Anyway, the remaining drawback of defense is “5%.” MMORPGs are the descendants of D&D, so the 20-sided die lives online. You always miss on a 1 and hit on a 20, no matter what the odds, and this applies to City of Heroes. Even with >100% accuracy, you will miss 5% of the time. An unslotted level 1 will hit a fully buffed level 50 one in twenty times. This means that, even with perfect defenses, you will still be taking 5% of the hits. That hurts. That is why I like using knockdown to reduce the number of times bosses swing at the Badger.
One last drawback to Super Reflexes: you need all of it. This is not because every power is so good that they are all must-takes. Seven of the nine powers contribute necessary parts of your defenses, without which you will die. The other two are “very nice” and “temporary god mode,” so you also take those.
Okay, more jargon. There are two types of defense: by damage type and positional. Damage types are the standard ones of smashing, fire, energy, etc. Oddly, there is no defense against toxic damage, because of poor coding at launch that makes it prohibitively time-consuming to fix. Attacks are also assigned one of three types: melee, ranged, or area of effect. (Then there are things that should have attack rolls but don’t, so they ignore all defense, and others that do not seem to have a direction assigned, so they ignore all directional defenses. The devil really is in the details.)
Super Reflexes is based on positional defense. There is a passive and a toggle to improve defense against each type, so three passive powers and three toggles. This can get a little endurance-intensive. Each also resists defense debuffs, so you will not be left naked by a single debuffer. As a late-added bonus, the passives add some damage resistance if your hit points are low (nice versus minions, useless versus bosses), and the toggles add perception and resistance to confusion.
Fully slotted defenses stack to about 30% defense, which you can push towards 50% with Invention Origin set bonuses. Against even-con minions, 30% defense eliminates 60% of incoming damage, and does proportionately less as you move up the difficulty scale. Did I mention that I like to keep big foes on their backs? 50% makes minions irrelevant and puts a nice dent in an archvillain’s attacks.
Now that Force Fields and other defense buffs affect positional defense, they stack nicely with post-ED Super Reflexes. Each fully slotted Controller or Corruptor Force Field gives you that 20% boost that you normally get from very expensive IOs, so if you have both you can start ignoring lieutenants too. Make sure to get that Insulation or Glacial Shield, because it affects both ranged and AoE defense.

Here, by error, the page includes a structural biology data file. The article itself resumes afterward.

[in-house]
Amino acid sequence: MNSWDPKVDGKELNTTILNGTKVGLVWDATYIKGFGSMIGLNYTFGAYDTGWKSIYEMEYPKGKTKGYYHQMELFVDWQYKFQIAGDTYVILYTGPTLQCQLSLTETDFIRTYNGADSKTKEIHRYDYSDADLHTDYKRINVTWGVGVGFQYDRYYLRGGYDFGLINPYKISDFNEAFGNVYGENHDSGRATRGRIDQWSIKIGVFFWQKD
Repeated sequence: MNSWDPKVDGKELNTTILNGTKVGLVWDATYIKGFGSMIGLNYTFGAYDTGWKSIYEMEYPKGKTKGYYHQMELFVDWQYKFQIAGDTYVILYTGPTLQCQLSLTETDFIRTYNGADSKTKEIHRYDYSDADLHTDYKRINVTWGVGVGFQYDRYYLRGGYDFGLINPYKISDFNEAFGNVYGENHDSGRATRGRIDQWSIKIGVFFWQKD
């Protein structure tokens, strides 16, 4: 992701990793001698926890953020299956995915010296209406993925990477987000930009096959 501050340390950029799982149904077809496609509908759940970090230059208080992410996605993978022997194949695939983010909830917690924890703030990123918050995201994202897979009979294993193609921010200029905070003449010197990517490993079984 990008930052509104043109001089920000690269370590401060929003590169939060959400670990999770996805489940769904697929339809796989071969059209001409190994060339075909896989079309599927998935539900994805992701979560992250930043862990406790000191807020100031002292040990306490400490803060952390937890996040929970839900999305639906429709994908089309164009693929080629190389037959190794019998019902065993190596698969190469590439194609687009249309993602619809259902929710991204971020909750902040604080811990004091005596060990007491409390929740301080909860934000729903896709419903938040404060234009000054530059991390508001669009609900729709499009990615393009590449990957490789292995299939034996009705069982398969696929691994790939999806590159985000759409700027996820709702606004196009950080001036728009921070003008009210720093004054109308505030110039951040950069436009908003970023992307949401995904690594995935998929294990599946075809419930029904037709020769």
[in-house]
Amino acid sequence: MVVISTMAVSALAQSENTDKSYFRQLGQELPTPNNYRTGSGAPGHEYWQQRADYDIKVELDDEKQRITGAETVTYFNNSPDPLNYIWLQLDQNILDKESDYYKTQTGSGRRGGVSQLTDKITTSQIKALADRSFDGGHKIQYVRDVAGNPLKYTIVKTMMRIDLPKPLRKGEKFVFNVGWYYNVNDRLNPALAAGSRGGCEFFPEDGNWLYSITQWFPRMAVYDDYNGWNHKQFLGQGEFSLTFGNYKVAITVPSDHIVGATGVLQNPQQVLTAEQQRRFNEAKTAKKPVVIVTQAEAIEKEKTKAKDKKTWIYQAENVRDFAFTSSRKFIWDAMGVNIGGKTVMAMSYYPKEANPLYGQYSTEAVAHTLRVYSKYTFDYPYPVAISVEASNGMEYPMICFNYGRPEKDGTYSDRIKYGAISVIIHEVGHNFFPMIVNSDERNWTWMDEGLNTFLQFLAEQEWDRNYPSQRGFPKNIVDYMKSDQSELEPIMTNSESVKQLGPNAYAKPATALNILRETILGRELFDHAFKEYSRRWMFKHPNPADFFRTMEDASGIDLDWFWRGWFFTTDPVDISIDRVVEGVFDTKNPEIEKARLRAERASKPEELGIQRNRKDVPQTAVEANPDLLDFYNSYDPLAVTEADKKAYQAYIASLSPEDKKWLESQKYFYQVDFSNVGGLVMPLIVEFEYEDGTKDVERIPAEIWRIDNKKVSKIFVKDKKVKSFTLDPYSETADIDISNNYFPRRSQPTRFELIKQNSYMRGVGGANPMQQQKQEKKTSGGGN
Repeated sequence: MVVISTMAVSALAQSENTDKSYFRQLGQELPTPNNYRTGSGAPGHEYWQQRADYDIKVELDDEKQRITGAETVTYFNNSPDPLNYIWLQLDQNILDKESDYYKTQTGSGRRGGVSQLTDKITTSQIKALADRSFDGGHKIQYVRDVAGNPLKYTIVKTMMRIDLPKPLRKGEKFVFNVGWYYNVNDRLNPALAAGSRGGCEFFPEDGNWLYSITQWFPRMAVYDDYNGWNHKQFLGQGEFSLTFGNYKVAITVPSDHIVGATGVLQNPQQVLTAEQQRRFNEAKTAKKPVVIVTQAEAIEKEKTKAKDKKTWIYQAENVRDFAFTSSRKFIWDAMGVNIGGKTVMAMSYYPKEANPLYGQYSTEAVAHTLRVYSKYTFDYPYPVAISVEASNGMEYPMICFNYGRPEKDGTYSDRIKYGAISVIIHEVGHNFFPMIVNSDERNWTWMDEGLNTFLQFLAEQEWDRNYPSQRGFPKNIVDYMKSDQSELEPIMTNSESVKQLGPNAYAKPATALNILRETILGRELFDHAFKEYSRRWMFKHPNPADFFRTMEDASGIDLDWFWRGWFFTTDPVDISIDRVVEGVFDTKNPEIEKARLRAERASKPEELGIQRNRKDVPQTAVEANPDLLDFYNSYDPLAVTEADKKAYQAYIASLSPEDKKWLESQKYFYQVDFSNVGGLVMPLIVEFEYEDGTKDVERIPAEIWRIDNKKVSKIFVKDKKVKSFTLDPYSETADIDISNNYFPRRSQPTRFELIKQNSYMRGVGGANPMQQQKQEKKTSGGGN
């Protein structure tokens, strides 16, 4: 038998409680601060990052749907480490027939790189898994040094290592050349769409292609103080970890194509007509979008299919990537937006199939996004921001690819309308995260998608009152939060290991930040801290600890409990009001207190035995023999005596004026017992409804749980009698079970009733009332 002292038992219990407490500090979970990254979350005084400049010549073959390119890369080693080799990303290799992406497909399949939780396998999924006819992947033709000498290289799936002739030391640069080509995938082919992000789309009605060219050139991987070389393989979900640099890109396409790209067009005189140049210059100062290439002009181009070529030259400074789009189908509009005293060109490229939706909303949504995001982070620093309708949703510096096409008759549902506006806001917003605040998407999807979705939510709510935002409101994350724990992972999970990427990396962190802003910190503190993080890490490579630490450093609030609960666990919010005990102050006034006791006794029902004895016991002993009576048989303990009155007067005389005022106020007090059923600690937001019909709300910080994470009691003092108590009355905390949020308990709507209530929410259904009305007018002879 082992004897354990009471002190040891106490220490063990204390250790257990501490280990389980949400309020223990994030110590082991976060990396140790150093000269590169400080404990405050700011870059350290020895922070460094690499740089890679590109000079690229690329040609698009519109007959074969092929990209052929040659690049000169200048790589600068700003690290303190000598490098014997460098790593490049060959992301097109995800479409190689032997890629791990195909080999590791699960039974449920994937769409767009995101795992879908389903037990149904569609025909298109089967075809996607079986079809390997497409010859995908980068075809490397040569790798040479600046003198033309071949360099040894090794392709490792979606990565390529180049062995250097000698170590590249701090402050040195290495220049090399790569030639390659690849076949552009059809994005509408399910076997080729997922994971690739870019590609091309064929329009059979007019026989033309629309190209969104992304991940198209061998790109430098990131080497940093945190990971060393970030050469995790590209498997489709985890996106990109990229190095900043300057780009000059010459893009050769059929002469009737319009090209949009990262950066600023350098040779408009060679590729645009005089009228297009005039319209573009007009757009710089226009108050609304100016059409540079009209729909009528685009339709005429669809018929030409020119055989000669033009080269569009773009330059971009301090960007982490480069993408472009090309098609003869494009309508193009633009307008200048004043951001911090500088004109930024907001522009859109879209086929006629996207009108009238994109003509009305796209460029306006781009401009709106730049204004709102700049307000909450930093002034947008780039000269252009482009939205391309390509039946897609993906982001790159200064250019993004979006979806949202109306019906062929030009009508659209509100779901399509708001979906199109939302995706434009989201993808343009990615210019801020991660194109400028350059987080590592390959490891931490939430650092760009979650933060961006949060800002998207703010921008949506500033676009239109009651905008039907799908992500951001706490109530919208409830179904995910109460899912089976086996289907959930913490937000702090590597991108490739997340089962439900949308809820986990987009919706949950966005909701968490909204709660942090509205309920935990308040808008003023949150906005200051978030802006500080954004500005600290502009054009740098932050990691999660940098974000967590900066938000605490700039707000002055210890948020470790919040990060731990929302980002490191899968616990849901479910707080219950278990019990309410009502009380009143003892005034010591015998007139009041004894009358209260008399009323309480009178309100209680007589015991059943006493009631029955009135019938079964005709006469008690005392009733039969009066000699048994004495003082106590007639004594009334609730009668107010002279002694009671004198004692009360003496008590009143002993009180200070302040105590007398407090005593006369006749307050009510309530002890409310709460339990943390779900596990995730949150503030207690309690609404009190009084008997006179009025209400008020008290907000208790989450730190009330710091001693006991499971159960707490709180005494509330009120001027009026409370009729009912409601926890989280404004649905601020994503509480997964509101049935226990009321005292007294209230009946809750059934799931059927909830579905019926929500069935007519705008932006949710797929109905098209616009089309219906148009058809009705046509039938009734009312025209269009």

One last shot at Super Reflexes before getting to the good parts: the power order and spacing is unfortunate. You get Evasion, your last toggle, at level 35. 35. I have heard many people quit in the 30s because they find it too grindy, and you do not complete your defenses until level 35. When the game launched, the level cap was 40, and you could not slot your last defense until level 36. Area effect attacks start much earlier than 35, so you spend your early life as an SR Scrapper watching for Council agents with grenades and bazookas. Kill them first! (Arrest? What? She has a Katana! Cut their filthy hands off and cuff their legs together. 30+ levels of no defense against them, and you want me to worry about a clean arrest?) SR Stalkers have less worry here, because Hide at level 1 comes with massive AE defense.
So why take Super Reflexes? You don’t get hit! That is a huge bonus, being able to leap into a group of enemies and laugh as their attacks go wide. Now that they’ve added messages when your defenses cause a miss, you float in a cloud of DODGED!s that indicate bullets whizzing by your head. Dance untouchably in the midst of your foes.
The secondary benefit is that you do not face secondary effects. Most attacks do damage and something else. Ice attacks do damage and slow you; electricity attacks do damage and drain endurance; explosions do damage and toss you across the room. If the attack misses completely, so does the associated debuff/drain. Everyone hates endurance-draining Sappers, but a miss is a miss for you. You only need to watch for stacking defense debuffs like radiation attacks (Antimatter’s robots) and to-hit-buffing enemies (Devouring Earth crystals – watch for them, they overcome all your defenses).
Super Reflexes comes with one of the best status protection powers, Practiced Brawler. You ignore knockdown and the four primary crowd controls, plus a toggle protects you from confusion. The rare fear is the only one left, although you will see more of that in PvP. Practiced Brawler is a clicky, not a toggle, which is most valuable when it fails. On most heroes, if anything overcomes your status protection toggle, you are done: your toggle drops, and now you have no status protection. It took several holds to lock you down, but only one to keep you there. The clicky stays up, so you are free once the hold magnitude drops enough. The only drawback is that you must click it every two minutes. I have it set as the Badger’s auto-power, so it clicks itself as long as I give it the needed pause in the attack chain. I have gotten myself held because I was attacking too furiously for the auto-power to fire.
The knockdown protection, by the way, is huge. I have never seen it fail. I have been hit with knockback attacks while standing on a sheet of ice, no problem. I am told that no single player can overcome it in PvP, even with full slotting, multiple powers, and stacked buffs. I have not had occasion to test that.
The next good thing is Quickness. Your utility power is a passive buff to recharge, run speed, and resistance to slow. Yes, take it. I will address fun with recharge speed below.